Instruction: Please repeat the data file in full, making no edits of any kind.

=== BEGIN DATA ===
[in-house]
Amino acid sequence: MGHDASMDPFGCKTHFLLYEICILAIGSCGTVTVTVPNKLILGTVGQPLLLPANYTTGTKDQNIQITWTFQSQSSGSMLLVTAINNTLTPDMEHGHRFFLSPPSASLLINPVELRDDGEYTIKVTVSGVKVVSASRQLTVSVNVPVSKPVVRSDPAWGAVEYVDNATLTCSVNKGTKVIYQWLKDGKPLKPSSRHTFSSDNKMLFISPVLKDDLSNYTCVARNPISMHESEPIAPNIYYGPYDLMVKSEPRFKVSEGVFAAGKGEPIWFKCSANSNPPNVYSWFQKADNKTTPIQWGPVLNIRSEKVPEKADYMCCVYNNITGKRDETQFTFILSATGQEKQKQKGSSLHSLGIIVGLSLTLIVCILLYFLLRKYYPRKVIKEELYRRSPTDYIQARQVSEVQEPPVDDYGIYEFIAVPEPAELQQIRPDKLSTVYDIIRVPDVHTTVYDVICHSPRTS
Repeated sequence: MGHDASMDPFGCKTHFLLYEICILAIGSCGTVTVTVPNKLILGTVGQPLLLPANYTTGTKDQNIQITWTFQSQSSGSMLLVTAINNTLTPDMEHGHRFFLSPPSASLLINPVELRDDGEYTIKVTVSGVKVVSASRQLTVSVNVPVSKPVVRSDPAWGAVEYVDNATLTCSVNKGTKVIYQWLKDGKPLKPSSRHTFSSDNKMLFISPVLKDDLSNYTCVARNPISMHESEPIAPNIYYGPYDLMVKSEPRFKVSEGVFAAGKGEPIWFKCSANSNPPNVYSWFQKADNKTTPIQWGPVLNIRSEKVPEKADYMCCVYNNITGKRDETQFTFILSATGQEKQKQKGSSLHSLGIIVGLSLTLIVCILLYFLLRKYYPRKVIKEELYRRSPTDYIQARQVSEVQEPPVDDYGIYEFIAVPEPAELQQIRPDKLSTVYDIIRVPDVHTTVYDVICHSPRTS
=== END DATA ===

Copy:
[in-house]
Amino acid sequence: MGHDASMDPFGCKTHFLLYEICILAIGSCGTVTVTVPNKLILGTVGQPLLLPANYTTGTKDQNIQITWTFQSQSSGSMLLVTAINNTLTPDMEHGHRFFLSPPSASLLINPVELRDDGEYTIKVTVSGVKVVSASRQLTVSVNVPVSKPVVRSDPAWGAVEYVDNATLTCSVNKGTKVIYQWLKDGKPLKPSSRHTFSSDNKMLFISPVLKDDLSNYTCVARNPISMHESEPIAPNIYYGPYDLMVKSEPRFKVSEGVFAAGKGEPIWFKCSANSNPPNVYSWFQKADNKTTPIQWGPVLNIRSEKVPEKADYMCCVYNNITGKRDETQFTFILSATGQEKQKQKGSSLHSLGIIVGLSLTLIVCILLYFLLRKYYPRKVIKEELYRRSPTDYIQARQVSEVQEPPVDDYGIYEFIAVPEPAELQQIRPDKLSTVYDIIRVPDVHTTVYDVICHSPRTS
Repeated sequence: MGHDASMDPFGCKTHFLLYEICILAIGSCGTVTVTVPNKLILGTVGQPLLLPANYTTGTKDQNIQITWTFQSQSSGSMLLVTAINNTLTPDMEHGHRFFLSPPSASLLINPVELRDDGEYTIKVTVSGVKVVSASRQLTVSVNVPVSKPVVRSDPAWGAVEYVDNATLTCSVNKGTKVIYQWLKDGKPLKPSSRHTFSSDNKMLFISPVLKDDLSNYTCVARNPISMHESEPIAPNIYYGPYDLMVKSEPRFKVSEGVFAAGKGEPIWFKCSANSNPPNVYSWFQKADNKTTPIQWGPVLNIRSEKVPEKADYMCCVYNNITGKRDETQFTFILSATGQEKQKQKGSSLHSLGIIVGLSLTLIVCILLYFLLRKYYPRKVIKEELYRRSPTDYIQARQVSEVQEPPVDDYGIYEFIAVPEPAELQQIRPDKLSTVYDIIRVPDVHTTVYDVICHSPRTS